The Armed Services Vocational Aptitude Battery, or ASVAB, is a timed test given to high school or college students intending to be military applicants. Military recruiters use the ASVAB to determine whether an applicant is qualified to enter the military and suitable for a role as a specialist.
The test is given as a paper and pencil or computerized version and takes approximately three hours to complete. It was developed by the Department of Defense and measures aptitude in ten areas. The scores in four areas, paragraph comprehension, word knowledge, mathematics knowledge and arithmetic reasoning, are considered the Armed Forces Qualification test, or AFQT. They determine whether an applicant can enlist in the Army, Navy, Air Force or Marine Corps. Applicants who fail to meet the qualifying score of 31 the first time can retake the test after waiting one month. The test scores are valid for two years.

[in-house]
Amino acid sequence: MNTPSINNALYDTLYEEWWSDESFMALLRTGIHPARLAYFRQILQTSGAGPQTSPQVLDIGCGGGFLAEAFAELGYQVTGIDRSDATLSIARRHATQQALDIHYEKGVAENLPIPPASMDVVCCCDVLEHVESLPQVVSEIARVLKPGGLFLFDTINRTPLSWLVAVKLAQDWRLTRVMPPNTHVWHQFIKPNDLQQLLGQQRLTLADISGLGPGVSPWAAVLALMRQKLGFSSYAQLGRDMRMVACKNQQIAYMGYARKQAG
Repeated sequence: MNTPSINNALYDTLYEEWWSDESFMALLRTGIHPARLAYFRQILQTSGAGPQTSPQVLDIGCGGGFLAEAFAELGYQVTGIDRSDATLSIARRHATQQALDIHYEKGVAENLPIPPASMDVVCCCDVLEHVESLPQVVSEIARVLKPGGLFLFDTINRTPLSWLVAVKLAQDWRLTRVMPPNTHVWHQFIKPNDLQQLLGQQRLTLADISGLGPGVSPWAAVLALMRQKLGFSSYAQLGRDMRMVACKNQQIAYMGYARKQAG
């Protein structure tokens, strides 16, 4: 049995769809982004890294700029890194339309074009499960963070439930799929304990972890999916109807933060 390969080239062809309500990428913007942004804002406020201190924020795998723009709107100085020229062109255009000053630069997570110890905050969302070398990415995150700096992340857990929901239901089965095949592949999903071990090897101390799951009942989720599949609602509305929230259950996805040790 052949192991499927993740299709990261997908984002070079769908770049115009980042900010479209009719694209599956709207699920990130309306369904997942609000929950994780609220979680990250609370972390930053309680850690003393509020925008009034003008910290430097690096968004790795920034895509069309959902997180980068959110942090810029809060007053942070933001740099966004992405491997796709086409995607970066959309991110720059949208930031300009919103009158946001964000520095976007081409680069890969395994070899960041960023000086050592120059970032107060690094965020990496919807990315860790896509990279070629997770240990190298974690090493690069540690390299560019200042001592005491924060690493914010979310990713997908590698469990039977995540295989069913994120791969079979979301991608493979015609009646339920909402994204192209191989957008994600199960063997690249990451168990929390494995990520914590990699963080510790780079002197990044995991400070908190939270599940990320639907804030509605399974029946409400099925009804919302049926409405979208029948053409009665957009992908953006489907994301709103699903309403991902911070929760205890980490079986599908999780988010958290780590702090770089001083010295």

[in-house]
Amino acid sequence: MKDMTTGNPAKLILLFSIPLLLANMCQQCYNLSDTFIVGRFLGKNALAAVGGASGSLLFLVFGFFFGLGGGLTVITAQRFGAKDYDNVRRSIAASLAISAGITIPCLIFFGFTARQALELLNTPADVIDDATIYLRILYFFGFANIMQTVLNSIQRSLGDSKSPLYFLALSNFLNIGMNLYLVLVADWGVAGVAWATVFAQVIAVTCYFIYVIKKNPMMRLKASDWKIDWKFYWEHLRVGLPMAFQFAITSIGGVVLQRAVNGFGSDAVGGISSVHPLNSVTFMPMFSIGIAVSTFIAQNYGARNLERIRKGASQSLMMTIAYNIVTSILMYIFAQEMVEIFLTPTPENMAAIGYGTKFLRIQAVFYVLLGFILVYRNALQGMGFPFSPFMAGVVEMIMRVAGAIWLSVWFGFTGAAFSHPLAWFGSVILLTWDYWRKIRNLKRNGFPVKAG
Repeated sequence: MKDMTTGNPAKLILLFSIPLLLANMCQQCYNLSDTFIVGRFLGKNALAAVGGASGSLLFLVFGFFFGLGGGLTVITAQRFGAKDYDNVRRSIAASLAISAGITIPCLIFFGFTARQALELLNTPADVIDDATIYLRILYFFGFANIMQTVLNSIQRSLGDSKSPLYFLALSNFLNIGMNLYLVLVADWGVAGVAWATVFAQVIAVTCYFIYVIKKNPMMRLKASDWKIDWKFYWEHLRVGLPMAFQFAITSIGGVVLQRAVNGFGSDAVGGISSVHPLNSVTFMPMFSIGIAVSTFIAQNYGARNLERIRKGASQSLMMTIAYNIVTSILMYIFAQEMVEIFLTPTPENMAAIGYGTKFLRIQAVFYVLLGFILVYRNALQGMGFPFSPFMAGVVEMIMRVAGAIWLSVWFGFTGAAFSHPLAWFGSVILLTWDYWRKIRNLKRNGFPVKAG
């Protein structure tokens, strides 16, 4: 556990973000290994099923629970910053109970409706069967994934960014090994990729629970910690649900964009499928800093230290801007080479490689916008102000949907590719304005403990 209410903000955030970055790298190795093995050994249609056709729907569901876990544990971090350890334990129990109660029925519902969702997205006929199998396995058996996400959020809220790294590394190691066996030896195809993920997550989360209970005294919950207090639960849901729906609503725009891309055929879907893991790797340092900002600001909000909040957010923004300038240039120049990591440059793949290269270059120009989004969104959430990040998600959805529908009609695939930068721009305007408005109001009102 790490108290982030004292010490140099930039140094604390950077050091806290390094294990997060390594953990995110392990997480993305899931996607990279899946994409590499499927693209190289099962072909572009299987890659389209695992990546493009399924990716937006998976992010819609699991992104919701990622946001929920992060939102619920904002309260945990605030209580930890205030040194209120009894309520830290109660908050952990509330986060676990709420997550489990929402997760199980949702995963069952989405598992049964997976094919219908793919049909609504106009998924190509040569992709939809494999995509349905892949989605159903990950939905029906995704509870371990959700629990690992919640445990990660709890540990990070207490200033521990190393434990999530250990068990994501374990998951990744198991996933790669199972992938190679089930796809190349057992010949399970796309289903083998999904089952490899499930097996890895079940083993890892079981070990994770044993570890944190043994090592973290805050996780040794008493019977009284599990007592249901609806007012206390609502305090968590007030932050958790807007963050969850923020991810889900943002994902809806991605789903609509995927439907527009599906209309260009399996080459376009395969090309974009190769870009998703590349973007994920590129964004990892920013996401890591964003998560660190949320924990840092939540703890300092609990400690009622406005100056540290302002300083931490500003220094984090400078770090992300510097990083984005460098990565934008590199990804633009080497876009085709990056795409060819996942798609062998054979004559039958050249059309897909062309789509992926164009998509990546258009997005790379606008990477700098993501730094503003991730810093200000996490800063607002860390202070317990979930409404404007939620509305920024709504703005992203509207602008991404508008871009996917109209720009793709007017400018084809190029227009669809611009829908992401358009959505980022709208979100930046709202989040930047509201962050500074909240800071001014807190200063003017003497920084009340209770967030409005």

The test also measures general science, electronics information, auto and shop information, coding speed, mechanical comprehension and assembling objects. These scores determine the applicant’s qualification for recruitment bonuses or Military Occupational Specialties. MOS positions in the army include clerical, combat, electronics, field artillery, general maintenance, general technical, mechanical maintenance, and operators and food. An applicant with a high score on the ASVAB has a better chance of getting a preferred job in the military.